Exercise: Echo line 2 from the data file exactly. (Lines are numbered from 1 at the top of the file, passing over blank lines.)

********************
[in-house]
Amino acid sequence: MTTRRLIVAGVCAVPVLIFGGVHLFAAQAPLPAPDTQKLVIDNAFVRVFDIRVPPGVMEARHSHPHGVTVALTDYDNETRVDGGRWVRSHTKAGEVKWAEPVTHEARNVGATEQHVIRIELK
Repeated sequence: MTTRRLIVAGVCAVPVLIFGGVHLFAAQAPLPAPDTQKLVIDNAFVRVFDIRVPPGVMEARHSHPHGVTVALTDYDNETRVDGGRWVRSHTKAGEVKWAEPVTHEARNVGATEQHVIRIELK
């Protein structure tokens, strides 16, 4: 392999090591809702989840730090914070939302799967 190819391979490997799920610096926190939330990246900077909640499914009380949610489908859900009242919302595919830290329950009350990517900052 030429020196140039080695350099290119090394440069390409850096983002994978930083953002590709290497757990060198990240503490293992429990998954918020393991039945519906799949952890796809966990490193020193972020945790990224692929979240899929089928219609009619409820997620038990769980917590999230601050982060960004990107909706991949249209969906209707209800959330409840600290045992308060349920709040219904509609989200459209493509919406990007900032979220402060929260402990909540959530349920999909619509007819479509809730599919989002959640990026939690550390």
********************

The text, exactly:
Amino acid sequence: MTTRRLIVAGVCAVPVLIFGGVHLFAAQAPLPAPDTQKLVIDNAFVRVFDIRVPPGVMEARHSHPHGVTVALTDYDNETRVDGGRWVRSHTKAGEVKWAEPVTHEARNVGATEQHVIRIELK